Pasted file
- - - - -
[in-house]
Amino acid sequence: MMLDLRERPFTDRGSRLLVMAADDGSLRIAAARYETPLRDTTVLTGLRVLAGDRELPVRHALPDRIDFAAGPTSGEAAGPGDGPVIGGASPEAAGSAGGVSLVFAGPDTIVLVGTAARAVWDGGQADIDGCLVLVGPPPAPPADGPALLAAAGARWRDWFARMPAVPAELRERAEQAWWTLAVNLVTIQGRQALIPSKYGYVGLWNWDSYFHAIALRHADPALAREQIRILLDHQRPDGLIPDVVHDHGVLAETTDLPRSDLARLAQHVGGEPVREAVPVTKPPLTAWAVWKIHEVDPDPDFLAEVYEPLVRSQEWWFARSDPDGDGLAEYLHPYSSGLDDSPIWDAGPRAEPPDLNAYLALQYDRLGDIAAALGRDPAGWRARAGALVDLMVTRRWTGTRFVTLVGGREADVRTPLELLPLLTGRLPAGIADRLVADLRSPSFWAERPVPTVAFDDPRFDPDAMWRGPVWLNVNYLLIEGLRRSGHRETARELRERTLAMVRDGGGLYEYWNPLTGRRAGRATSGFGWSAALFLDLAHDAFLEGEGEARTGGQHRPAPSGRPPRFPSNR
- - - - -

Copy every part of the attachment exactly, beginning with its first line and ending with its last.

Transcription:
[in-house]
Amino acid sequence: MMLDLRERPFTDRGSRLLVMAADDGSLRIAAARYETPLRDTTVLTGLRVLAGDRELPVRHALPDRIDFAAGPTSGEAAGPGDGPVIGGASPEAAGSAGGVSLVFAGPDTIVLVGTAARAVWDGGQADIDGCLVLVGPPPAPPADGPALLAAAGARWRDWFARMPAVPAELRERAEQAWWTLAVNLVTIQGRQALIPSKYGYVGLWNWDSYFHAIALRHADPALAREQIRILLDHQRPDGLIPDVVHDHGVLAETTDLPRSDLARLAQHVGGEPVREAVPVTKPPLTAWAVWKIHEVDPDPDFLAEVYEPLVRSQEWWFARSDPDGDGLAEYLHPYSSGLDDSPIWDAGPRAEPPDLNAYLALQYDRLGDIAAALGRDPAGWRARAGALVDLMVTRRWTGTRFVTLVGGREADVRTPLELLPLLTGRLPAGIADRLVADLRSPSFWAERPVPTVAFDDPRFDPDAMWRGPVWLNVNYLLIEGLRRSGHRETARELRERTLAMVRDGGGLYEYWNPLTGRRAGRATSGFGWSAALFLDLAHDAFLEGEGEARTGGQHRPAPSGRPPRFPSNR